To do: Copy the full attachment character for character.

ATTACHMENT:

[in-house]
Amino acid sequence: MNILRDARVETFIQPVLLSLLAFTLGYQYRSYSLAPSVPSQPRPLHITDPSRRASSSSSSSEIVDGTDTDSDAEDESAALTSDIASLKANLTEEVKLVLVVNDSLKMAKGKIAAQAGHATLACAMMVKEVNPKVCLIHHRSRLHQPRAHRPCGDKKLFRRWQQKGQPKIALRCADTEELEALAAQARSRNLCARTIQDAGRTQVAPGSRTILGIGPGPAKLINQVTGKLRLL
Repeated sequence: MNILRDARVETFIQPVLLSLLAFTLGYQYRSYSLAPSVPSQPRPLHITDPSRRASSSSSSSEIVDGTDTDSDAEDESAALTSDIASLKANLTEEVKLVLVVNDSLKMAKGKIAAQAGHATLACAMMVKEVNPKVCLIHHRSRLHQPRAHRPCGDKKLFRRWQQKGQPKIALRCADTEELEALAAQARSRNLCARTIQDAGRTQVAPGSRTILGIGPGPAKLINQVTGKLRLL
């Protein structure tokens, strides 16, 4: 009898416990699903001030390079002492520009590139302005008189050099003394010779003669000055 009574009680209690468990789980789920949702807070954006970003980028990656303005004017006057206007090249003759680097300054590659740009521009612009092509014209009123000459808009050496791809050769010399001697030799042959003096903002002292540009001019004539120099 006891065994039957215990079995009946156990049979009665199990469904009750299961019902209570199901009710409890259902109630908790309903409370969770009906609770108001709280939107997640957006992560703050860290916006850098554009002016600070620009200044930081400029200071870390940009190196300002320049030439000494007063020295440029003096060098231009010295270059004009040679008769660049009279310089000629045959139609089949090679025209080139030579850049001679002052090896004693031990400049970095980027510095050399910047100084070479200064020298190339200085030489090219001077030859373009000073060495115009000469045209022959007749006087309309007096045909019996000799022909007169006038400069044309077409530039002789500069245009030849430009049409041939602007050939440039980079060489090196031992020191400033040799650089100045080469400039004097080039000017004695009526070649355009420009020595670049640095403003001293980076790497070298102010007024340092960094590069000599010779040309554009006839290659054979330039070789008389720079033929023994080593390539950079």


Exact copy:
[in-house]
Amino acid sequence: MNILRDARVETFIQPVLLSLLAFTLGYQYRSYSLAPSVPSQPRPLHITDPSRRASSSSSSSEIVDGTDTDSDAEDESAALTSDIASLKANLTEEVKLVLVVNDSLKMAKGKIAAQAGHATLACAMMVKEVNPKVCLIHHRSRLHQPRAHRPCGDKKLFRRWQQKGQPKIALRCADTEELEALAAQARSRNLCARTIQDAGRTQVAPGSRTILGIGPGPAKLINQVTGKLRLL
Repeated sequence: MNILRDARVETFIQPVLLSLLAFTLGYQYRSYSLAPSVPSQPRPLHITDPSRRASSSSSSSEIVDGTDTDSDAEDESAALTSDIASLKANLTEEVKLVLVVNDSLKMAKGKIAAQAGHATLACAMMVKEVNPKVCLIHHRSRLHQPRAHRPCGDKKLFRRWQQKGQPKIALRCADTEELEALAAQARSRNLCARTIQDAGRTQVAPGSRTILGIGPGPAKLINQVTGKLRLL
């Protein structure tokens, strides 16, 4: 009898416990699903001030390079002492520009590139302005008189050099003394010779003669000055 009574009680209690468990789980789920949702807070954006970003980028990656303005004017006057206007090249003759680097300054590659740009521009612009092509014209009123000459808009050496791809050769010399001697030799042959003096903002002292540009001019004539120099 006891065994039957215990079995009946156990049979009665199990469904009750299961019902209570199901009710409890259902109630908790309903409370969770009906609770108001709280939107997640957006992560703050860290916006850098554009002016600070620009200044930081400029200071870390940009190196300002320049030439000494007063020295440029003096060098231009010295270059004009040679008769660049009279310089000629045959139609089949090679025209080139030579850049001679002052090896004693031990400049970095980027510095050399910047100084070479200064020298190339200085030489090219001077030859373009000073060495115009000469045209022959007749006087309309007096045909019996000799022909007169006038400069044309077409530039002789500069245009030849430009049409041939602007050939440039980079060489090196031992020191400033040799650089100045080469400039004097080039000017004695009526070649355009420009020595670049640095403003001293980076790497070298102010007024340092960094590069000599010779040309554009006839290659054979330039070789008389720079033929023994080593390539950079």